Vol.35-No.06 June 1,1996
Procedures for Resolving Individual Employment DisputesHiroya Nakakubo
Associate Professor of Law
2. Significance of Courts in Japanese Employ-ment Law
It is noteworthy that the courts have played a crucial role in the formation of Japanese employment law. Most important is the judicially created doctrine of "abusive" dismissal. When the employment contract is without a fixed term, the employer has the right to dismiss the employee for any reason, so long as a 30-days' notice is given as mandated by Article 20 of the Labor Standards Law. Labor statutes do prohibit dismissal for certain discriminatory reasons, but there is no general requirement of "just cause" for termination. In practice, however, the court requires just cause and takes into consideration the various circumstances to examine whether the dismissal is objectively justified. If there is insufficient justification, the dismissal in question is declared null and void as an abusive exercise of a right. (Nihon Salt Manufacturing Co. case, Supreme Court, April 25, 1975, Minshu 29-4-456; Kochi Broadcasting Co. case, Supreme Court, January 31, 1977, Rodohanrei 268-17).
The doctrine of abuse of rights, which relies on a general clause in the Civil Code, is also applied to other employer actions. For example, the employer has the right to discipline the employee for misconduct in accordance with the work rules, but the court frequently strikes down a disciplinary measure as abusive, deeming it too severe or not following due process. The employer's right to transfer the employee is being abused if there is no legitimate business need for the transfer in question, or if its impact on the employee's life is extraordinarily serious (Toa Paint Co. case, Supreme Court, July 14, 1986, Rodohanrei 477-6).
The courts addressed sex discrimination in termination by invoking the standard of "public order and good morals" in the Civil Code, declaring the "resignation-upon-marriage" rule for women null and void as a violation thereof. Likewise, a discrepancy in the mandatory retirement age between men and women was declared null and void (Nissan Motor Co. case, Supreme Court, March 24, 1981, Minshu 35-2-300). These decisions were eventually incorporated into the Equal Employment Opportunity Law of 1985.
Another important doctrine of judicial invention deals with the employer's revision of work rules. In 1968, the Supreme Court held that employees are bound by revised work rules even when they provide for less favorable terms than those which previously existed, so long as the revised rules are "reasonable." (Shuhoku Bus Co. case, December 25, 1968, Minshu 22-13-3459) This decision was criticized for lack of legal grounds, but the Supreme Court has since endorsed the rationale repeatedly. In the test of "reasonableness," the degree of necessity for the employer to implement the change is balanced against the extent of disadvantage inflicted on the employees. The fact that most employees in the establishment agree in support of the change may be deemed an indicator of such reasonableness.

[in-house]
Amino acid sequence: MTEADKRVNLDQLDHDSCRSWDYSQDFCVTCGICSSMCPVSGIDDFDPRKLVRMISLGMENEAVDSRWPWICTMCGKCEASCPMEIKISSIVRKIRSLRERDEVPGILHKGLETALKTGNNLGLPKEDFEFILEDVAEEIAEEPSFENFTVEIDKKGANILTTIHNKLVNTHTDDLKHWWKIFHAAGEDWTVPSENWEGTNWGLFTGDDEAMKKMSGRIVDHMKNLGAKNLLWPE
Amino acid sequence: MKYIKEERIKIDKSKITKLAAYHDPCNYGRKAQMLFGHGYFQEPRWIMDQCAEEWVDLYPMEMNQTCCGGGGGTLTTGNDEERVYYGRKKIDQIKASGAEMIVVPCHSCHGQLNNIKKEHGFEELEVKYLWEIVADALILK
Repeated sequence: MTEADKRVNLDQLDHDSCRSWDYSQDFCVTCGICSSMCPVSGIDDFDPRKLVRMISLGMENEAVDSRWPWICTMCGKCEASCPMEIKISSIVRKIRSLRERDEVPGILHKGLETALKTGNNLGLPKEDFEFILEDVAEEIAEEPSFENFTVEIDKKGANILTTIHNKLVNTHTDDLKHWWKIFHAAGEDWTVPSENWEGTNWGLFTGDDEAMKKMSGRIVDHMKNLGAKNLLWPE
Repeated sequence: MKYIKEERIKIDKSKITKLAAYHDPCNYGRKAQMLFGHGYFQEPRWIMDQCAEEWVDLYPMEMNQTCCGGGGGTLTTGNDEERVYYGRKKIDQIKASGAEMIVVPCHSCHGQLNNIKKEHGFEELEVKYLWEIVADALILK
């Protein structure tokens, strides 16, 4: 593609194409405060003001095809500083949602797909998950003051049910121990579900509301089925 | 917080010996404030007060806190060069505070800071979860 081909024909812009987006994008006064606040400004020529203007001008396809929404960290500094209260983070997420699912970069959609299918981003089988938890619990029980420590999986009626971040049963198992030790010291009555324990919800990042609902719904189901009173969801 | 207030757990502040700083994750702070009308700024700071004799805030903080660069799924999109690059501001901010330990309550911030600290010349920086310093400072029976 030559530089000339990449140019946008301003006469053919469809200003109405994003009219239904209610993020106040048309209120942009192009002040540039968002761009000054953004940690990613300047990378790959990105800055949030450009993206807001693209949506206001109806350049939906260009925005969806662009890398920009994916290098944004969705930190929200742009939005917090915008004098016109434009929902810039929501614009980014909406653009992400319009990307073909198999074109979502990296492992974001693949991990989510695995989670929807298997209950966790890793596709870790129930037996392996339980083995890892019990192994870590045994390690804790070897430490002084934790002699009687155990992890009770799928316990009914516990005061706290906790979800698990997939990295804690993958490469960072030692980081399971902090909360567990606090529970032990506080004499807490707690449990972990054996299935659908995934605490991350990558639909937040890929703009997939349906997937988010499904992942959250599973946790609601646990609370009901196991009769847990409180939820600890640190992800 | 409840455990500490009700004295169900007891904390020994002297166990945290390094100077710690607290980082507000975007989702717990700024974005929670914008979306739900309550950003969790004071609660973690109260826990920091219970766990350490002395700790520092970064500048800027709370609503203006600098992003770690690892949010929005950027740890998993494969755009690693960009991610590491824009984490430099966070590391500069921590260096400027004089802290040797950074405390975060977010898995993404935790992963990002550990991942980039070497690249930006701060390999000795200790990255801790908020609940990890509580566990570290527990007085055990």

Furthermore, tort action has been taken against an employer in various aspects of employment. A recent Supreme Court decision, for example, held the employer liable for damages for spying and alienating some employees because of their political beliefs as a tortious infringement upon their human dignity (Kansai Electric Power Co. case, Supreme Court, September 5, 1995, Rodohanrei 680-28). Similarly, some district courts have awarded tort damages to victims of sexual harassment. In fact, the tort clause in the Civil Code is so abstract that any illegal conduct of the employer may be challenged thereunder.
3. Difficult Venue for Achieving Justice
While an increasing number of employees are suing their employers, such a means to obtain justice is not easy. Above all, judicial procedures are painfully slow. Hearings are held in a sporadic manner, as infrequently as less than once a month for each case. In 1994, it took an average of 15 months for a district court to dispose of a regular procedure case, including withdrawals and settlements, and cases pending at the end of the year were 18.5 months old (Table 3). The situation has improved considerably since 1990, when the figures were 25.2 months and 26.9 months respectively. Nevertheless, simple cases aside, two years before a district court would hardly be surprising. If an appeal is taken eventually to the Supreme Court, the litigation time would amount to five to ten years. Petitions for preliminary injunction are processed more quickly, of course, but more than one year may be needed in a complicated case.
Other factors also fail to make the courts look inviting in the eyes of employees. Japanese cultural norms do not encourage people in general to bring a legal action in order to resolve a dispute, much less against their employer. Lawyers are scarce and hard to find; the approximate number of practicing attorneys at law is only 15,000, and they are required to refrain from advertising their services. There is neither a specialized labor court nor any special procedure for labor-related cases. Professional judges of the ordinary court decide a labor case the same way as in any other civil case. The lack of a discovery procedure makes it difficult for an employee to obtain evidence in the employer's possession. The substantive rules depend so much on vague notions such as "abuse of a right" and "reasonableness" that the final outcome is too often unpredictable. Even when a tort is found, the remedy is rather modest; damages for pain and suffering are usually no more than a few million yen. There are no punitive damages in Japan. In the Kansai Electric Power case mentioned above, each plaintiff was awarded 800,000 yen for pain and suffering plus 100,000 yen for attorney's fees, which are recoverable only in a tort case. This was the Supreme Court's holding in 1995, 24 years after the suit was initially filed.
Thus, only determined employees would venture to pursue justice in the courts. It often seems that plaintiffs are suing the employer not so much for recovery of economic interests as for self-esteem. This should help explain why the number of employment litigation in Japan is quite small in comparison with other developed countries. Even if the legal procedures were made more accessible, however, some employment disputes are so elusive by nature that they are not likely to be neatly resolved by judicial judgment.
4. Recourse to Administrative Agencies